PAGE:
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Learning at its Best

Personal Creeds and Philosophies of the Right Kind of Education.

This week we are asking the question “How can teachers have a bigger influence on education reformation?” During the week we have seen different ways this question can be answered.

Casey on Wednesday reminded us we need to “Promote Reform and Yourself Without Censorship…” I agree whole heartily to Casey’s statement. I want to add, you should not just promote reform, but you should put your ideals and ideas for the right kind of education down on paper “without censorship”. When your ideals and thoughts are down on paper you can read them as a whole, you can reflect on what they really mean and why you believe in them.

I strive for a day when the very act of putting down on paper your ideals of education is normal. I strive for a day when all teachers approach teaching as an art, as a reflective practice of growth. Crafting your own ideals and philosophies of education can be the first step in creating real and meaningful transformation in the world. I strive for a day when teachers see themselves as philosophers and look within to find truth. I strive for a day when learning how to teach is not learned from textbooks and college courses, but is an active practice of reflection and sharing of one’s life.

When this day comes we must remember that having strong personal ideals is merely the a first step. They mean nothing if they remain on the page or inside your head. They must be put into practice, they must be alive and actively expanded on and continued to be redefined. They must be held onto like one hold on to sand, the tighter you hold on the easier they will fall. They must be allowed to fall if they do not work or are useful. They must be consistently assess for their pragmatic usefulness. They should be there to help you and your students grow and learn.

They should never be fought for with violence or anger. We must embody the power of these words, but let go of the authority or need to use them to change someones mind. Let you actions prove their usefulness and worth. Learn these words, remember them, but enter the classroom with new eyes every day for you never know what you might miss if your eyes are clouded by ideals. Do not let them be gimmicks. They are not tag-lines or designed for neat placement on a poster. They should not be followed blindly. They should become a way of life and your life will become the way of change and the real reform. The first step in being proactive in a revolution is to craft a personal creed.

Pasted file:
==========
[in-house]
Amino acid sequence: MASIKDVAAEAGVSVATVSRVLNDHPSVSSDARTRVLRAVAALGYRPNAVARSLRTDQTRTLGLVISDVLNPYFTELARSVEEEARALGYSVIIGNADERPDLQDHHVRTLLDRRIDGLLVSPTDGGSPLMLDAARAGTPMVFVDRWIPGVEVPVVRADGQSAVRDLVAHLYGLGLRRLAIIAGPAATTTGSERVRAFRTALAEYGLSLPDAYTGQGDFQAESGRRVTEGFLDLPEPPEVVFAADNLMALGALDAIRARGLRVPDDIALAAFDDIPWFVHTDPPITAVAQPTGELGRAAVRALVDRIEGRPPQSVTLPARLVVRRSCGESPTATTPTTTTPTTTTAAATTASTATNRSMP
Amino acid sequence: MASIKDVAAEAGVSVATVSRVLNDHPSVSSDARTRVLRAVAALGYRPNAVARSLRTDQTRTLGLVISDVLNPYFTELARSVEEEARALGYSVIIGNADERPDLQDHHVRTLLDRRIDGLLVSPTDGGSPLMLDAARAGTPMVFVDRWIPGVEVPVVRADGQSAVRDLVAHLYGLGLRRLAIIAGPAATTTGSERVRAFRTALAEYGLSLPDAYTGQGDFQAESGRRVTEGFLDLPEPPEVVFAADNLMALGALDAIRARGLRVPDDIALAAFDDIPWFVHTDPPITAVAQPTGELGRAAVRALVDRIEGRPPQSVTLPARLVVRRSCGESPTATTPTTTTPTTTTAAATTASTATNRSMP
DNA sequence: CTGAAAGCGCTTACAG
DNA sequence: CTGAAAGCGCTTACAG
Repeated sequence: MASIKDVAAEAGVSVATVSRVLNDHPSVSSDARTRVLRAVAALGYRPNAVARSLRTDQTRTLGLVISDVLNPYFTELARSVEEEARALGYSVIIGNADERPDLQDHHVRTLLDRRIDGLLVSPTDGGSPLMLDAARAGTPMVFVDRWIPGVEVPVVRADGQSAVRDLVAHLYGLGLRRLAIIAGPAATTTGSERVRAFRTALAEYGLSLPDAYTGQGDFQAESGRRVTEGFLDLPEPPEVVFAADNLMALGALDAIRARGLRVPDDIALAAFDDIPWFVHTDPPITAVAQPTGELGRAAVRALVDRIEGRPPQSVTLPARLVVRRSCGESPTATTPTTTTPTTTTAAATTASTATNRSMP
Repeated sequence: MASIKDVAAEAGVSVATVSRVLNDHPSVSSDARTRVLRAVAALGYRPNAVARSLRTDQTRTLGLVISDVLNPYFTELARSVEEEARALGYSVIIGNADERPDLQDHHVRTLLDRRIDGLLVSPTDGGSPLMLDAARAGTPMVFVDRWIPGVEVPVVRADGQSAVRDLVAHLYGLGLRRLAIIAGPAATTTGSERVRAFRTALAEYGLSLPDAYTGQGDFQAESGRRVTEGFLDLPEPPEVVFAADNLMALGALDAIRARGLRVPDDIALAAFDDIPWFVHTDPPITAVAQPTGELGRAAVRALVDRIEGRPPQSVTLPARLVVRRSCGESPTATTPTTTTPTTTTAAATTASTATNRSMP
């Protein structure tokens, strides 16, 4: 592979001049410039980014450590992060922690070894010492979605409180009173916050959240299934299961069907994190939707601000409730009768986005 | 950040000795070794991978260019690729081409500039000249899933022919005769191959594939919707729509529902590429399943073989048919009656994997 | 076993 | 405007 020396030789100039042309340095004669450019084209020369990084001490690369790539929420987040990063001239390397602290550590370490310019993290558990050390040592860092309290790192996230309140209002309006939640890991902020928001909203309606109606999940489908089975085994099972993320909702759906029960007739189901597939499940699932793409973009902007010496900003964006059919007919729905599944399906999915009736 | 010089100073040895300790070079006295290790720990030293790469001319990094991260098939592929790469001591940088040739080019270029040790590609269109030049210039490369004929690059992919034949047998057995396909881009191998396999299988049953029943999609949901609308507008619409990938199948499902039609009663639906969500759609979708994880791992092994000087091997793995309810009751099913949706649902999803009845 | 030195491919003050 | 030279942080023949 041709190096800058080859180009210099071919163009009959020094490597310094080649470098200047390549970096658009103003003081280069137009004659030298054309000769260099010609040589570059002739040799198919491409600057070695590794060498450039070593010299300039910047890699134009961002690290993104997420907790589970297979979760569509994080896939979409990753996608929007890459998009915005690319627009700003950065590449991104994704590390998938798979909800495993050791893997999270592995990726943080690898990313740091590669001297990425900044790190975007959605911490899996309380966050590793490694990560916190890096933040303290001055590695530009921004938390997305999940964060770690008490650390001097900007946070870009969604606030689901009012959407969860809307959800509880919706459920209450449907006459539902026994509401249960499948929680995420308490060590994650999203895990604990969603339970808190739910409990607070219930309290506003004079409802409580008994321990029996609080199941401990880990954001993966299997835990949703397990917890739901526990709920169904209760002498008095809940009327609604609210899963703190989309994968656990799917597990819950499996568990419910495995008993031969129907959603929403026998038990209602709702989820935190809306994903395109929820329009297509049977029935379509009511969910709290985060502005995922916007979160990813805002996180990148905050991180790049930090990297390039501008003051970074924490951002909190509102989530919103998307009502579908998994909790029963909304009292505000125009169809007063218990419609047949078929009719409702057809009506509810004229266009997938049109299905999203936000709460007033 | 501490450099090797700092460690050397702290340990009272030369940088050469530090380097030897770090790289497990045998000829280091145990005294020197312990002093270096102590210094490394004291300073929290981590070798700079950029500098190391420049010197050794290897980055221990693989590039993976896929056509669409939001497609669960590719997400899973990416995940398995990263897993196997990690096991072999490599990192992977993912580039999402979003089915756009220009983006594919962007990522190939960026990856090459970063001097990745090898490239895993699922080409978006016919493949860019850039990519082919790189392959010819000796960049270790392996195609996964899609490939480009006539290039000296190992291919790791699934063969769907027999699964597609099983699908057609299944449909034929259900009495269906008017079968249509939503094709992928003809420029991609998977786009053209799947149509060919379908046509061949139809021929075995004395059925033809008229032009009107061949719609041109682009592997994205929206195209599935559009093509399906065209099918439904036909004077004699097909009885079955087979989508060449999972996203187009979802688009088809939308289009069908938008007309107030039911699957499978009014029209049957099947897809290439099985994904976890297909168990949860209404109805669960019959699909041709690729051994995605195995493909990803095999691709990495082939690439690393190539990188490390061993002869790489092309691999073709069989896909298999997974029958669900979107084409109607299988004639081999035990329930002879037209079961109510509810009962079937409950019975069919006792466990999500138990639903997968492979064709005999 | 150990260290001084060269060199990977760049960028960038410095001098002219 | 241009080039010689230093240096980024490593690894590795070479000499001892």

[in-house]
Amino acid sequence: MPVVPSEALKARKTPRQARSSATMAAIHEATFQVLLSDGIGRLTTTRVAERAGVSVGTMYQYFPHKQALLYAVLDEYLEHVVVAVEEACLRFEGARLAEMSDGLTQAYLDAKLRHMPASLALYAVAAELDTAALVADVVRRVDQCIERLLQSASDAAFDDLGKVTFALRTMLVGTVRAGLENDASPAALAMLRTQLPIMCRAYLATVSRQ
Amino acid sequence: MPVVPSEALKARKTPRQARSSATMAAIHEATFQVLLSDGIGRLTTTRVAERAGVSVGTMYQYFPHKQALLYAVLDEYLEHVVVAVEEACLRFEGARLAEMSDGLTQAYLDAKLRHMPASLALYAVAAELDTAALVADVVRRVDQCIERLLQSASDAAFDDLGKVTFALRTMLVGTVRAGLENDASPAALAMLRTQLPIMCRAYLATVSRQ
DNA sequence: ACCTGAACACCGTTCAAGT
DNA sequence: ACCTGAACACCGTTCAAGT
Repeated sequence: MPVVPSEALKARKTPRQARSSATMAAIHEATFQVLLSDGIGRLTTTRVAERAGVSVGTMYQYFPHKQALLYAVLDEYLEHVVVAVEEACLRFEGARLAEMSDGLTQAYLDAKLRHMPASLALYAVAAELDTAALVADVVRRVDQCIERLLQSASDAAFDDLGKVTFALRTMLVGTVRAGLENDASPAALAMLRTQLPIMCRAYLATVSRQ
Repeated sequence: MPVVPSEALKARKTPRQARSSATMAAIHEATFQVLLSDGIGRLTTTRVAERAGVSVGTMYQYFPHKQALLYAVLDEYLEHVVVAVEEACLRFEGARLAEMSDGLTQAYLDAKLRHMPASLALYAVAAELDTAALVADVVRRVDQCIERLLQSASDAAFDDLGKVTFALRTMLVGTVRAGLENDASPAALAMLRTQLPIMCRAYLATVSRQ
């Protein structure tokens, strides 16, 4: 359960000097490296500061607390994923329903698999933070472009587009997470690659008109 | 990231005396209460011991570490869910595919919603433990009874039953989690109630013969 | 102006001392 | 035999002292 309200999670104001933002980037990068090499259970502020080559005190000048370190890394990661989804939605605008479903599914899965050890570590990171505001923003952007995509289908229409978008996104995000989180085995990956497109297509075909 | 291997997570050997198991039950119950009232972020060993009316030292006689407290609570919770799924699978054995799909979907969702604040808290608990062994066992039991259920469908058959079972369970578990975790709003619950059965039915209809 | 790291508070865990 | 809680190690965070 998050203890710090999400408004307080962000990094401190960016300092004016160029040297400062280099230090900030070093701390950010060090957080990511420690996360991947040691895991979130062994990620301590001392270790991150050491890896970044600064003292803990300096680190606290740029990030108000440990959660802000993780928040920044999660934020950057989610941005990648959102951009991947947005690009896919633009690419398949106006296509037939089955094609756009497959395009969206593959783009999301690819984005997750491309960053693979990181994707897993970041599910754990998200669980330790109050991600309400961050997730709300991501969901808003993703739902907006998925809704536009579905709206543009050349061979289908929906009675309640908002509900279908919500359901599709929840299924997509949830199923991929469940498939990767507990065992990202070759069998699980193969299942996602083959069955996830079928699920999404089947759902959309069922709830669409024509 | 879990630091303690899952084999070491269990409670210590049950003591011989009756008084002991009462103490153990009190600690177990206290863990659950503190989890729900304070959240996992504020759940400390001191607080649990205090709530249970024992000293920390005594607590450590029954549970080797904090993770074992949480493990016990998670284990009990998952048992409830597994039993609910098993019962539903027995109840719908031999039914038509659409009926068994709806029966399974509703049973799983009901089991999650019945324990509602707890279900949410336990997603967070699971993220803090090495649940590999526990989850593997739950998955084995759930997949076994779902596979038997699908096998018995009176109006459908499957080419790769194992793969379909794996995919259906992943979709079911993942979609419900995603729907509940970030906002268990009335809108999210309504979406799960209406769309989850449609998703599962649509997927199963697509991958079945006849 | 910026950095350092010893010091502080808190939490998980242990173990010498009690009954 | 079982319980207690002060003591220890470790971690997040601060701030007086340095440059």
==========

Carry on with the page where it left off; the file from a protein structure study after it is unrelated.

Hopefully my words can spark a few of your own. Today I would like to offer my philosophy and creed in progress, these are words I hold dear. Thank you and please go forth and do as Casey said “Promote reform and Yourself without censorship”

A Teacher-in-Progress:

Constructing My Own Meaning.

Teaching is the art of process and progress. As a teacher, I see my role as helping student to construction their own meaning of the world both as a living learning community and an individual. The elementary grades formed the foundation of this building of meaningful construction. During these important years of development my students and I will explore the world and the ways in which society currently and in the past have dealt with the process of constructing and communicating their meaning.

We will investigate and explore the excellence and genius that manifest itself in the multicultural disciplines of the world. We will ask questions about the essence of the disciplines and reflect upon our understanding of them. We will participate and uncover the holistic ways in which these disciplines have informed and given meaning to our world and ourselves.

We will be a democratic learning cooperative, who meet in a classroom, but understand that learning happens in all places and at all times.

We will understand that the process of learning is not linear, nor does it fit inside a box.

We will respect and trust the different ways in which each other learn.